Emory, Georgia Tech join forces with new library service center

Ann Borden

The state-of-the-art Library Service Center (LSC), created by Emory and the Georgia Institute of Technology to house a shared collection amassing millions of books and other materials, officially opened in March.

Stretching across 4.6 acres near the back of Emory’s Briarcliff Property, the climate-controlled, 55,000-square-foot facility was developed to create a seamless, unified collection of materials available to faculty, staff, and students at both campuses.

The LSC will house around 95 percent of Georgia Tech’s collections and much of Emory’s collections, with projections of reaching more than two million volumes by this summer. Items will be available for delivery to the main campuses at both universities.

Developed in collaboration between Emory and Georgia Tech, the joint project marks the latest chapter in a longstanding public-private partnership between the Atlanta-based institutions and offers advantages for both universities. Not only will the LSC provide optimal conditions for the secure, long-term preservation and storage of books and related materials—including film and microform collections—it brings key content from two major research university libraries under one roof, expanding access to a broad range of resources and freeing up campus spaces.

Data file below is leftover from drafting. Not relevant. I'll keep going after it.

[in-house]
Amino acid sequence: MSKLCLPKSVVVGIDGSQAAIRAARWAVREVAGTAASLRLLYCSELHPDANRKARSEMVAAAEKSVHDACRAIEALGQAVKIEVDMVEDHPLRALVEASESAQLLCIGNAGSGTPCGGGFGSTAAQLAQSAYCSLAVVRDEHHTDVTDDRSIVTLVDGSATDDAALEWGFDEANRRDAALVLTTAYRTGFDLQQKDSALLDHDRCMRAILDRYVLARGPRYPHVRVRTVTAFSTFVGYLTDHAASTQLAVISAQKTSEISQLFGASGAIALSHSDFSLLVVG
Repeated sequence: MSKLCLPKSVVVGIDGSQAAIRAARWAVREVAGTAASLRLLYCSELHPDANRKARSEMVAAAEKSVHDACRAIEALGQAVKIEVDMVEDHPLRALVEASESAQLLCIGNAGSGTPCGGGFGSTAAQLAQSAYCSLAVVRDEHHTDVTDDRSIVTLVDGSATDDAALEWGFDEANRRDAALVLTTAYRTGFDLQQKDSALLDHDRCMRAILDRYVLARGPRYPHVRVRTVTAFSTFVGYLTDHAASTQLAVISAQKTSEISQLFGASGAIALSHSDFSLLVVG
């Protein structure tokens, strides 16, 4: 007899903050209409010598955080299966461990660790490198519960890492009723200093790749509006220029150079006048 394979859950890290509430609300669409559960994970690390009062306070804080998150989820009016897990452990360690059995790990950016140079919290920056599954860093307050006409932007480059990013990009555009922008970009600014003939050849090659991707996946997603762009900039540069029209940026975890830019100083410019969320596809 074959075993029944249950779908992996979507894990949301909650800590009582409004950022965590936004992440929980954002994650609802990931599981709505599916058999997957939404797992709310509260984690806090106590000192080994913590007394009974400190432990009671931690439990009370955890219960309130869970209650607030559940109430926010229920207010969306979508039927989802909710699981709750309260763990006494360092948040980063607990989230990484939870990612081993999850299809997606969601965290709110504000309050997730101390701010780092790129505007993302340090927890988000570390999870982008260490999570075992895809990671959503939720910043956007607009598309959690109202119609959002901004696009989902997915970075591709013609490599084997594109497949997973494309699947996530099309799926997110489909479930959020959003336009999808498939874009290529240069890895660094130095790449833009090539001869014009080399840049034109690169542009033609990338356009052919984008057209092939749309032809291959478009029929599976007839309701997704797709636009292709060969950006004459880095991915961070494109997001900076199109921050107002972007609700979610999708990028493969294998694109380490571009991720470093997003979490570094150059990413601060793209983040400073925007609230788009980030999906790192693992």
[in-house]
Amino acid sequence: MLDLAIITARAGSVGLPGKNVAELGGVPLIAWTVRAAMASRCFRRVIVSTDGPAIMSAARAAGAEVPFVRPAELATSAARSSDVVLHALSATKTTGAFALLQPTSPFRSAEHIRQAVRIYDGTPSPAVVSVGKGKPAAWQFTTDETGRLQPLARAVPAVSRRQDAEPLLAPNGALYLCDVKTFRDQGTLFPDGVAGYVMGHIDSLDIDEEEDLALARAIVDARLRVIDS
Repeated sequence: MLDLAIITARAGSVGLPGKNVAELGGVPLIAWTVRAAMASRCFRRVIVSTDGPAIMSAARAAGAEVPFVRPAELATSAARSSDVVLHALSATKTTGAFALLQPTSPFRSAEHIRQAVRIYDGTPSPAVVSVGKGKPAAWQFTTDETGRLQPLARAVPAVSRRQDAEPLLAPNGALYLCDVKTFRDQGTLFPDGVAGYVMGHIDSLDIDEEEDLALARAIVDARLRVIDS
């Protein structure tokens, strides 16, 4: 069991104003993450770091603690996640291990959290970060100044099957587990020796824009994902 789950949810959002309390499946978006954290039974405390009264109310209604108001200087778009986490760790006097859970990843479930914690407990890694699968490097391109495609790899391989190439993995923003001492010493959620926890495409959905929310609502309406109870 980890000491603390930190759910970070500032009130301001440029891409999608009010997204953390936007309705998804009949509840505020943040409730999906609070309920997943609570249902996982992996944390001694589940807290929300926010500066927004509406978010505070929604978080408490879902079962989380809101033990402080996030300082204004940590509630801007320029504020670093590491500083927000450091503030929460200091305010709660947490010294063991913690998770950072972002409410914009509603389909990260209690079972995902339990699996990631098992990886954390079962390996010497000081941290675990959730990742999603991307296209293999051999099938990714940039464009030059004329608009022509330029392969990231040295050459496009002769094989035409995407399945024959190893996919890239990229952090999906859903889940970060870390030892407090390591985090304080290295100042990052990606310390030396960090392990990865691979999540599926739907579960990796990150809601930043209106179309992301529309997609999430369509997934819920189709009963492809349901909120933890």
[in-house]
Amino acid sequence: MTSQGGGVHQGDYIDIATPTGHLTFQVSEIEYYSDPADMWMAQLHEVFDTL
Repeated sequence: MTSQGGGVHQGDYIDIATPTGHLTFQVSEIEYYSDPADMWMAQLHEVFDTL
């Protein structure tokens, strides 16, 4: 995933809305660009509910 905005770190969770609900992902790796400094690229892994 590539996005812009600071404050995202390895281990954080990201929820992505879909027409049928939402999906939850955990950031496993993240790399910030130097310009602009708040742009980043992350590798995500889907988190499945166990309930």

Speaking at the joint dedication ceremony, Emory President James Wagner praised the institutional partnership that gave rise to the project, noting that the new facility will benefit both Emory and Georgia Tech “in ways and with economies that neither partner could have achieved alone.” He added that it was on Emory’s Briarcliff Property that the universities joined forces more than 15 years ago to create EmTech, originally a biotechnology business incubation initiative to provide infrastructure for biotech start-ups and now the working name under which the Library Service Center is incorporated.

“Our collaborations are broad, deep, and multiple, growing largely out of the ways in which our institutions complement each other,” Wagner says.

Georgia Tech President G. P. “Bud” Peterson described the new facility as “the next chapter in the evolution of what libraries and information centers will be at each of our institutions, and it will help define the library of the 21st century.”

Expressing appreciation for both the institutional collaboration and a personal friendship with Wagner, who leaves Emory later this year, Peterson notes that “this partnership will miss you, but it will continue. And this facility will help ensure that it continues.”

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